"Bootlicker," by Steve Piacente
Part social commentary and part political/media thriller, "Bootlicker" is an authentic, thought-provoking and entertaining look at what happens when greed tramples goodness and decades-long deceit devours a decent man's soul.
Ultimately, though, "Bootlicker" is a story of redemption and of right (eventually) toppling might.
It's often said an author writes about what he or she knows, and that's evident in Piacente's second self-published novel. ("Bella," about a widow's quest to uncover the truth about her soldier-husband's battlefield death, was the first.)
He spent more than two decades as a print journalist, including stints in Charleston, S.C., and Washington, D.C., two of his new book's most prominent settings.
One of the main characters of "Bootlicker" is a cocky news reporter, Dan Patragno, who earns his promotion from the night cops beat by finagling an exclusive interview with a grief-numbed woman whose husband has just killed their baby and himself.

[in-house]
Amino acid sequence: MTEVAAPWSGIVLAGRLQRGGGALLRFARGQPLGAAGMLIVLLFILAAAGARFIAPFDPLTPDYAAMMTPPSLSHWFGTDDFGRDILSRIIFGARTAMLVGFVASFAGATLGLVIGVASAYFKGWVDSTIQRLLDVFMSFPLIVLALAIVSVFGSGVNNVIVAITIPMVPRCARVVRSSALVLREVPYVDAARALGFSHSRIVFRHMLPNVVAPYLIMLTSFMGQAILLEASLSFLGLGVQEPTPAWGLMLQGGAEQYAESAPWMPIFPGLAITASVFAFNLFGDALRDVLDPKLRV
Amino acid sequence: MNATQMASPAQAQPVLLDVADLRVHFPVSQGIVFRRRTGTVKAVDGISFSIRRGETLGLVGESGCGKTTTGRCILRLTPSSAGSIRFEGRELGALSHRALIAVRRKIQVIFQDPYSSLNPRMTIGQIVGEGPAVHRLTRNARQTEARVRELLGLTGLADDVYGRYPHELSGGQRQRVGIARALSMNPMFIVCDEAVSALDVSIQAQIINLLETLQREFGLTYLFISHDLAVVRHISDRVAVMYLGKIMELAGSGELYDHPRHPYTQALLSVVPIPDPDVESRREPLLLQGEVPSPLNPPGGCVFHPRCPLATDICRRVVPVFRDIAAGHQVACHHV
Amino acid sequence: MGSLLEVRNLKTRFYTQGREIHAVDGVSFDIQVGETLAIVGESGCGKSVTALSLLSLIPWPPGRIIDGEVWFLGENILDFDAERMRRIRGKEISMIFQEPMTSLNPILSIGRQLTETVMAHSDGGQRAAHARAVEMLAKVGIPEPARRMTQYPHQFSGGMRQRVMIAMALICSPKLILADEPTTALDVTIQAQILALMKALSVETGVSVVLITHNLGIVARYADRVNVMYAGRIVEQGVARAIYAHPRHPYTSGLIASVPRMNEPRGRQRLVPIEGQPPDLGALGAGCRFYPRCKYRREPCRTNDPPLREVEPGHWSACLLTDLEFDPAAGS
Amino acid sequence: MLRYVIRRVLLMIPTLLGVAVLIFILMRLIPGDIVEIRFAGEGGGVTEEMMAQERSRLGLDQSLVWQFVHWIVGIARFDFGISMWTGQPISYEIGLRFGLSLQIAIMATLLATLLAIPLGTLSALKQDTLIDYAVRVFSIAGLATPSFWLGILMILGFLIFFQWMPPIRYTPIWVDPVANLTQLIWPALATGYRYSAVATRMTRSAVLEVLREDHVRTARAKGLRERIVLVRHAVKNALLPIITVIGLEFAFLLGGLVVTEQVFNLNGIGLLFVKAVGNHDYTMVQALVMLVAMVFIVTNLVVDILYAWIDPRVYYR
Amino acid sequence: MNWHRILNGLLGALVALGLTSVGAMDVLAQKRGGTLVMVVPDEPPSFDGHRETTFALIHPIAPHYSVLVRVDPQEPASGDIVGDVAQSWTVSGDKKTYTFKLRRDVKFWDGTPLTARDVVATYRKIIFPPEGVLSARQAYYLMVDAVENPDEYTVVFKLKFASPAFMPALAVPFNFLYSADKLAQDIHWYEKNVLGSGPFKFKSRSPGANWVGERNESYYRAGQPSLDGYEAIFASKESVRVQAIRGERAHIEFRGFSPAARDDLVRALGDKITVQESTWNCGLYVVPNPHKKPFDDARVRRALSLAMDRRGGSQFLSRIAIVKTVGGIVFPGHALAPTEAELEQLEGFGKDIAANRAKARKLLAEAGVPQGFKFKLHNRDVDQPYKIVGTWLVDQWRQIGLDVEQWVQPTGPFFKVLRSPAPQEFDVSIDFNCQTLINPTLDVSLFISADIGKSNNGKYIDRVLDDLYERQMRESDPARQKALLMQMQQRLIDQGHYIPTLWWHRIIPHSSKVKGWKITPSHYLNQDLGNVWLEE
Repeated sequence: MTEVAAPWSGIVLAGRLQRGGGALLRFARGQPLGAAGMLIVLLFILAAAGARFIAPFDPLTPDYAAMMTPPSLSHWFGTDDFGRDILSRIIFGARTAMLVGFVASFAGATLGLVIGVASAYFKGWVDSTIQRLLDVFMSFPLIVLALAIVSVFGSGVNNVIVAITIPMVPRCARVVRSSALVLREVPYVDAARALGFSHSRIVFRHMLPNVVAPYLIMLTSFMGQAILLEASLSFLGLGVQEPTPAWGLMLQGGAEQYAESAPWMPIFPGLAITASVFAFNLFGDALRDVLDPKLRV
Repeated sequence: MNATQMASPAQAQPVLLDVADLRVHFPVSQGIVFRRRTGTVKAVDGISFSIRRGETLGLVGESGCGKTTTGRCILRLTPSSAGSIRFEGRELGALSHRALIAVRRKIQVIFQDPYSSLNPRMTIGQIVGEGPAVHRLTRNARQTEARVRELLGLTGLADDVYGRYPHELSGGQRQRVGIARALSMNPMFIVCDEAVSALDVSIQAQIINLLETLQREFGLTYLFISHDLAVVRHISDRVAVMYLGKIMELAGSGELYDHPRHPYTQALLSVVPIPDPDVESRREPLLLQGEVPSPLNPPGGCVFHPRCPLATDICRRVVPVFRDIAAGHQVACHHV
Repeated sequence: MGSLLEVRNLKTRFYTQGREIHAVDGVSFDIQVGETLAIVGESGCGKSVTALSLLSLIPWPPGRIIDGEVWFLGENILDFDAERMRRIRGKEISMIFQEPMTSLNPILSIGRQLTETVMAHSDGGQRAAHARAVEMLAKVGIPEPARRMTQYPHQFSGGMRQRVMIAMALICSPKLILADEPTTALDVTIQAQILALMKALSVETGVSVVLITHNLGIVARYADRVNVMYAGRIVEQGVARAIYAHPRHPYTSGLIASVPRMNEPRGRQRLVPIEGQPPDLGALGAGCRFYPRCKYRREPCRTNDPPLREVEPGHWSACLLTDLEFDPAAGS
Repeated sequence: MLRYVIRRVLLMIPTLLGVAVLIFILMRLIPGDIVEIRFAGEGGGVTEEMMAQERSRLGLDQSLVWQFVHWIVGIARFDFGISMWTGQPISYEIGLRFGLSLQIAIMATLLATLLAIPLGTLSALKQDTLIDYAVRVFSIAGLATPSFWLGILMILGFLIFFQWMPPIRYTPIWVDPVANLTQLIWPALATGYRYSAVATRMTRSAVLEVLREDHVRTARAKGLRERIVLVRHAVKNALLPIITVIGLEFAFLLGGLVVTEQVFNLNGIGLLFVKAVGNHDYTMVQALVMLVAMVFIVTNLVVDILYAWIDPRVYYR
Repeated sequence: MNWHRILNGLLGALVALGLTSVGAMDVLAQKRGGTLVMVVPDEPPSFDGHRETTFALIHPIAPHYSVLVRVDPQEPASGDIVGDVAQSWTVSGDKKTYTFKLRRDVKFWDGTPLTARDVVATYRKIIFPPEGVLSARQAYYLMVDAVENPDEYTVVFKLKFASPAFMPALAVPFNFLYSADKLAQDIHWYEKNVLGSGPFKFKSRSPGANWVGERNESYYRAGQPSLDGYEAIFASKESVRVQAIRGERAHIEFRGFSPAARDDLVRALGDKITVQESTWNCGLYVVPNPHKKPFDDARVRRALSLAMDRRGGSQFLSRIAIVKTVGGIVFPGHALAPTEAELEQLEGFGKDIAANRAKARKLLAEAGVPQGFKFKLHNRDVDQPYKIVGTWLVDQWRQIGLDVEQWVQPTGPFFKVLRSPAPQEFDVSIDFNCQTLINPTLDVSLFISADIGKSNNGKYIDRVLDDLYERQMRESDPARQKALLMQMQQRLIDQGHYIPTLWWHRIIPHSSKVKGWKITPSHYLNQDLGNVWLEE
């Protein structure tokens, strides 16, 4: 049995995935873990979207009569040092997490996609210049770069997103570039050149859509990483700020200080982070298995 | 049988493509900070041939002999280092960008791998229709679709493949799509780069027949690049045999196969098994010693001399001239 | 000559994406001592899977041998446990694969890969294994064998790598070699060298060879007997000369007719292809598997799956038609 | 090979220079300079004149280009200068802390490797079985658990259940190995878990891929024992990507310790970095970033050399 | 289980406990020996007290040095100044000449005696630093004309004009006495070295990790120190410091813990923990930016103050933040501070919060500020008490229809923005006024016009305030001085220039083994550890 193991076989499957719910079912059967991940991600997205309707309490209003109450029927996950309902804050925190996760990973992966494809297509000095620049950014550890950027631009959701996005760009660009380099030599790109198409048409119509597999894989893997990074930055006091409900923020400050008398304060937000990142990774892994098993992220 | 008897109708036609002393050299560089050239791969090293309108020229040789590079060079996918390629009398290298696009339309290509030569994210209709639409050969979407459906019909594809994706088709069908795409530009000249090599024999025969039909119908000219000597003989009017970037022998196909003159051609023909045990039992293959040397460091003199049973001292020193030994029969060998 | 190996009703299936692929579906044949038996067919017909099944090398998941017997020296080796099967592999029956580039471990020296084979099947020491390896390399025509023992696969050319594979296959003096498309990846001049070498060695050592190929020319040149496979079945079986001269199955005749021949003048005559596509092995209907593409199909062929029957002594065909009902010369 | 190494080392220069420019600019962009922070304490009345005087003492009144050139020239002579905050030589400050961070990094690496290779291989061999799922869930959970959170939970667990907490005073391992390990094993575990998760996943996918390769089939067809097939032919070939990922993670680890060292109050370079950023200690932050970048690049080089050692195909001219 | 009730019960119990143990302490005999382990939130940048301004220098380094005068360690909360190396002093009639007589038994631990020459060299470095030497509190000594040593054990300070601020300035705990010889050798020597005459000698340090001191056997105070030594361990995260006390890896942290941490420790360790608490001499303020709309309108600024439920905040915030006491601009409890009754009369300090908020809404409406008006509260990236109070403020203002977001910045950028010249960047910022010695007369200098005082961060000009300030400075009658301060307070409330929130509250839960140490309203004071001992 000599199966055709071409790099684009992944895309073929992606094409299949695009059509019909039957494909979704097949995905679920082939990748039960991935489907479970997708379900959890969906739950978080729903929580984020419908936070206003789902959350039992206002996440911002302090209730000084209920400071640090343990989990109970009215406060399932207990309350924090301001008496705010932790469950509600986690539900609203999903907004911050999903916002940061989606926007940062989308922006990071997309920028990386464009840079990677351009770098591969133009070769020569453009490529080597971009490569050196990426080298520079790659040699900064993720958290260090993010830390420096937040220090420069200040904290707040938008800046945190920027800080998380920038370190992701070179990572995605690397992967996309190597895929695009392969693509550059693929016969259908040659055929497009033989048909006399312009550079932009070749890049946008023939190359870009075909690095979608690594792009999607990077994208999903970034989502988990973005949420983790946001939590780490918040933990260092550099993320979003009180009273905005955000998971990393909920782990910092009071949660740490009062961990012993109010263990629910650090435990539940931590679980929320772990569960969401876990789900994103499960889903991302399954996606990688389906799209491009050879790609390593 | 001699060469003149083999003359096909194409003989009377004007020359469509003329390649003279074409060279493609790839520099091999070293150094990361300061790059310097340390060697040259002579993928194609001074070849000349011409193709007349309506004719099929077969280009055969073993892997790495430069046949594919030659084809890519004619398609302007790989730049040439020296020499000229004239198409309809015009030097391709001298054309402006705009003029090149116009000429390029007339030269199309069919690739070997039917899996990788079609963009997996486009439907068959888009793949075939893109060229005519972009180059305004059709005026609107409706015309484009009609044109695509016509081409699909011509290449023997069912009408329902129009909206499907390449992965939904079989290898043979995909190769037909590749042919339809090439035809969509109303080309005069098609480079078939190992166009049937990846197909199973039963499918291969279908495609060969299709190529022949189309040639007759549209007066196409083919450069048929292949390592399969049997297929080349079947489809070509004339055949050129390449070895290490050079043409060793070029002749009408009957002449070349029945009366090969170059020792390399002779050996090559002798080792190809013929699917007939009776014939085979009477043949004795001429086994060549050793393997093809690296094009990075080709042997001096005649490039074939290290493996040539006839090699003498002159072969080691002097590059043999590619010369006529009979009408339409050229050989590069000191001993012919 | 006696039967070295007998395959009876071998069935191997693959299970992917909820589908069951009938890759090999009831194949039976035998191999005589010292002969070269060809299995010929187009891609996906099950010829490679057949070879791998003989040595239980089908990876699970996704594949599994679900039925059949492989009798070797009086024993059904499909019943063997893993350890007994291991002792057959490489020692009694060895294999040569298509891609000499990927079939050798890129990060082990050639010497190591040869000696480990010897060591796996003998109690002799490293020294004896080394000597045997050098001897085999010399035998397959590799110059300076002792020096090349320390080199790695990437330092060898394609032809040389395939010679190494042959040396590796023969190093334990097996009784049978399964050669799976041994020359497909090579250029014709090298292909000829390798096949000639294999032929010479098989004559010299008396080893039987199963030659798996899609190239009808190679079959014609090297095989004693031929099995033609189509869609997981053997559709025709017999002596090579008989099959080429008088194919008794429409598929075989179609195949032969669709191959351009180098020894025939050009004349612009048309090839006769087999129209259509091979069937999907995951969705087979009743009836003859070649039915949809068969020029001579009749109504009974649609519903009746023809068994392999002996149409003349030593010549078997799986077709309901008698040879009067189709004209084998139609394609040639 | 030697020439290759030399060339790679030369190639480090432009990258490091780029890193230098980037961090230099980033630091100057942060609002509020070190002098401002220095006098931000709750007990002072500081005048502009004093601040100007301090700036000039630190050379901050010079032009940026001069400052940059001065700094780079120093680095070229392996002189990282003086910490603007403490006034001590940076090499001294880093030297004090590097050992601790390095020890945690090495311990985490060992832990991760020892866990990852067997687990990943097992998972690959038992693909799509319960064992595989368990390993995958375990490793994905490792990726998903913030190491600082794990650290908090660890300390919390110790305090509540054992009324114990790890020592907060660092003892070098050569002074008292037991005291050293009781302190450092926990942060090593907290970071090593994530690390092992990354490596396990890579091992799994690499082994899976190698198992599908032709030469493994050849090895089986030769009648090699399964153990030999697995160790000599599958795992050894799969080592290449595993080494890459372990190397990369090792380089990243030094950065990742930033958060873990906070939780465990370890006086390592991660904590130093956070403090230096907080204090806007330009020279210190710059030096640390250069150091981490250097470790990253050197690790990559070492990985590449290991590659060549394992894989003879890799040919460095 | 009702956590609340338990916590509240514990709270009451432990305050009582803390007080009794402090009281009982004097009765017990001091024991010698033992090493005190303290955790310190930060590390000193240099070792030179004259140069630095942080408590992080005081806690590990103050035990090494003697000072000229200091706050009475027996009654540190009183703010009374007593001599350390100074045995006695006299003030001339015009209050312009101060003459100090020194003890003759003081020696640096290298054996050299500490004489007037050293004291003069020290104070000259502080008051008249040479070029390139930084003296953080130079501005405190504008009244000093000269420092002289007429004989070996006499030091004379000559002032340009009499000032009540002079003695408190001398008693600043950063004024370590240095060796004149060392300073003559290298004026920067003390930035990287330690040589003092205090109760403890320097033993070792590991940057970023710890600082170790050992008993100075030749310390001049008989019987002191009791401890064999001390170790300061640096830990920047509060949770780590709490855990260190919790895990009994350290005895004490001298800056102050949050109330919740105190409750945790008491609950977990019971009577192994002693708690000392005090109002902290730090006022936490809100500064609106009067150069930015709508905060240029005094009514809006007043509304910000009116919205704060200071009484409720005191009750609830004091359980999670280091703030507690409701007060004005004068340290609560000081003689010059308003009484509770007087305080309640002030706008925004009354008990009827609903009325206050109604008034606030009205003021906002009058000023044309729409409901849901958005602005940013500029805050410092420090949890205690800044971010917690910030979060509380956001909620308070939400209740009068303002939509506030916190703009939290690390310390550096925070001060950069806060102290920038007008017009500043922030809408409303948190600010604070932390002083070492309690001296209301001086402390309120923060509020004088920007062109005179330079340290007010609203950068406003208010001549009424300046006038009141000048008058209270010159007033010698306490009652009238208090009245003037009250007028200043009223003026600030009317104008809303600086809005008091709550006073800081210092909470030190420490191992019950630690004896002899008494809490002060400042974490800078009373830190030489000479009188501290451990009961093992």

Patragno is assigned to cover the 1992 race in which small-town mayor Ike Washington is attempting to become South Carolina's first black congressman since the Civil War.
But Washington has a secret that threatens more than his political chances.
As a teenager, he stumbled upon a Ku Klux Klan lynching in progress, led by "Mac" McCauley. The county judge gives young Ike a choice: He can join the man at the end of the rope or he can keep his mouth shut and help McCauley secure support from black voters to further his ambitions.
Decades later, with McCauley firmly entrenched in Congress, many of Ike's supporters agree he had no real choice.
As for Patragno, he has choices but too often makes the wrong ones until, through perseverance and no shortage of luck, he lands the story that saves his job and catapults him to his dream employment.
The author's descriptions of back-room political deals and newsroom decision-making are spot on, as is his dialogue between Patragno and his editor.
Many novelists have featured reporters as central characters with varying degrees of accuracy.
Readers who want authenticity would do well to pick up Piacente's novels. His depictions of journalists and the way they go about their jobs, for better or worse, are the real deal.